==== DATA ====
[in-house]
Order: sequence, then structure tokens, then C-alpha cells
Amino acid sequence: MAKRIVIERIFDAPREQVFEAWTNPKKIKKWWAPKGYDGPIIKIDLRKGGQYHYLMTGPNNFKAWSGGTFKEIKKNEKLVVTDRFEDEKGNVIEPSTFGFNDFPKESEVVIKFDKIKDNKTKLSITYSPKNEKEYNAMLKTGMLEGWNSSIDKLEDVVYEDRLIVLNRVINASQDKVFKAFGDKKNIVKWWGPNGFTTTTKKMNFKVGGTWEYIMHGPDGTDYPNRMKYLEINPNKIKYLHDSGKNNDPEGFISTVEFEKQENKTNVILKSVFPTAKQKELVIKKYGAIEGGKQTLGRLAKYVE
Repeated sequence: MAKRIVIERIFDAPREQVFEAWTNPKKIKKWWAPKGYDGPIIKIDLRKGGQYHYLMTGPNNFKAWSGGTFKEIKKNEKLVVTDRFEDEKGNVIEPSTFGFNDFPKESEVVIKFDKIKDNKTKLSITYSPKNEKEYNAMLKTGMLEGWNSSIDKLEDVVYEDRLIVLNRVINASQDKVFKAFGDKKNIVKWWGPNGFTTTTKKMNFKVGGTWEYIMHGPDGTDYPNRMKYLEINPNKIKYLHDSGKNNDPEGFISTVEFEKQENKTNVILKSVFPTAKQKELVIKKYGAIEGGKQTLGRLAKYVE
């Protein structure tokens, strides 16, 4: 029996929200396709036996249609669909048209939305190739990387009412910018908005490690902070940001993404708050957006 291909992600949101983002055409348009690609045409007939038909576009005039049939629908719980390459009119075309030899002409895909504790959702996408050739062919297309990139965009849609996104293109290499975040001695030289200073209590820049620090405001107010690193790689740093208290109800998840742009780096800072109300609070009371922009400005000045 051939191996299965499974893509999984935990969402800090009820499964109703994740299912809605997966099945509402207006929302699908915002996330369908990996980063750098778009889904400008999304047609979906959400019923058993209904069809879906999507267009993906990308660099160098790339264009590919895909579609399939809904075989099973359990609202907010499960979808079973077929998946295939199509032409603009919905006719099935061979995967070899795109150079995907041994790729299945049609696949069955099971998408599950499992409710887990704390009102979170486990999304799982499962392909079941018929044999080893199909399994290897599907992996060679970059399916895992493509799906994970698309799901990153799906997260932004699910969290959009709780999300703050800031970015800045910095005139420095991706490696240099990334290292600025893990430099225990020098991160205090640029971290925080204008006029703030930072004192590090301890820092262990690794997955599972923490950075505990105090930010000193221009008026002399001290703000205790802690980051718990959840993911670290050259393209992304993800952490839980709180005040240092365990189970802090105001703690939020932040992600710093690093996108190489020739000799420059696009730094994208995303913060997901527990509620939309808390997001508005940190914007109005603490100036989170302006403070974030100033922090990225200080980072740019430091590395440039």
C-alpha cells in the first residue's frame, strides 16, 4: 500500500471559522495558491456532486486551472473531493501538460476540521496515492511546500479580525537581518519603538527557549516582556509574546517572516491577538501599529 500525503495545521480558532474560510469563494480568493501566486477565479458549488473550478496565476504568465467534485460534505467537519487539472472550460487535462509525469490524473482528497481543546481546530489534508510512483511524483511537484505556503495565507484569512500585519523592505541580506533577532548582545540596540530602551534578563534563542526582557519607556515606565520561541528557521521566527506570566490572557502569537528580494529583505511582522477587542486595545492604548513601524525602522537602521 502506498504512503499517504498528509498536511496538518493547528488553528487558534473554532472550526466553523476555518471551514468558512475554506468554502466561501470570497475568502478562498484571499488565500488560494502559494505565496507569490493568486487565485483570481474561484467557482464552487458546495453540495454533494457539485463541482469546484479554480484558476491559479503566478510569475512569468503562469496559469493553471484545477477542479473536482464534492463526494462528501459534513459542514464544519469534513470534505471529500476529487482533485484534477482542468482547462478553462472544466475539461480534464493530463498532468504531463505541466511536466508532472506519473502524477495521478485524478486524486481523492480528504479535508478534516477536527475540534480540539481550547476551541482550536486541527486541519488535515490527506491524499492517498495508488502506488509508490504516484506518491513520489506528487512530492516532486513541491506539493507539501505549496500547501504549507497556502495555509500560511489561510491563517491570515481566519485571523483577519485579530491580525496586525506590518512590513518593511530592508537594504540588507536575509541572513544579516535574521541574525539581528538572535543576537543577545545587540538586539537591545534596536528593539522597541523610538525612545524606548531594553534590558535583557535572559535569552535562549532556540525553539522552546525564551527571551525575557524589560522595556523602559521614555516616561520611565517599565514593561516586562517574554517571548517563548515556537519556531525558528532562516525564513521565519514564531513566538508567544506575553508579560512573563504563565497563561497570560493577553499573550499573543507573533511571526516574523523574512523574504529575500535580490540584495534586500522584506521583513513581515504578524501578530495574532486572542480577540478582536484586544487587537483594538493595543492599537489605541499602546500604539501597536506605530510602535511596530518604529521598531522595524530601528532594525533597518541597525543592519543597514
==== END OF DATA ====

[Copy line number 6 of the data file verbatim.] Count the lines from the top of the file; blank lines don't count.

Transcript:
C-alpha cells in the first residue's frame, strides 16, 4: 500500500471559522495558491456532486486551472473531493501538460476540521496515492511546500479580525537581518519603538527557549516582556509574546517572516491577538501599529 500525503495545521480558532474560510469563494480568493501566486477565479458549488473550478496565476504568465467534485460534505467537519487539472472550460487535462509525469490524473482528497481543546481546530489534508510512483511524483511537484505556503495565507484569512500585519523592505541580506533577532548582545540596540530602551534578563534563542526582557519607556515606565520561541528557521521566527506570566490572557502569537528580494529583505511582522477587542486595545492604548513601524525602522537602521 502506498504512503499517504498528509498536511496538518493547528488553528487558534473554532472550526466553523476555518471551514468558512475554506468554502466561501470570497475568502478562498484571499488565500488560494502559494505565496507569490493568486487565485483570481474561484467557482464552487458546495453540495454533494457539485463541482469546484479554480484558476491559479503566478510569475512569468503562469496559469493553471484545477477542479473536482464534492463526494462528501459534513459542514464544519469534513470534505471529500476529487482533485484534477482542468482547462478553462472544466475539461480534464493530463498532468504531463505541466511536466508532472506519473502524477495521478485524478486524486481523492480528504479535508478534516477536527475540534480540539481550547476551541482550536486541527486541519488535515490527506491524499492517498495508488502506488509508490504516484506518491513520489506528487512530492516532486513541491506539493507539501505549496500547501504549507497556502495555509500560511489561510491563517491570515481566519485571523483577519485579530491580525496586525506590518512590513518593511530592508537594504540588507536575509541572513544579516535574521541574525539581528538572535543576537543577545545587540538586539537591545534596536528593539522597541523610538525612545524606548531594553534590558535583557535572559535569552535562549532556540525553539522552546525564551527571551525575557524589560522595556523602559521614555516616561520611565517599565514593561516586562517574554517571548517563548515556537519556531525558528532562516525564513521565519514564531513566538508567544506575553508579560512573563504563565497563561497570560493577553499573550499573543507573533511571526516574523523574512523574504529575500535580490540584495534586500522584506521583513513581515504578524501578530495574532486572542480577540478582536484586544487587537483594538493595543492599537489605541499602546500604539501597536506605530510602535511596530518604529521598531522595524530601528532594525533597518541597525543592519543597514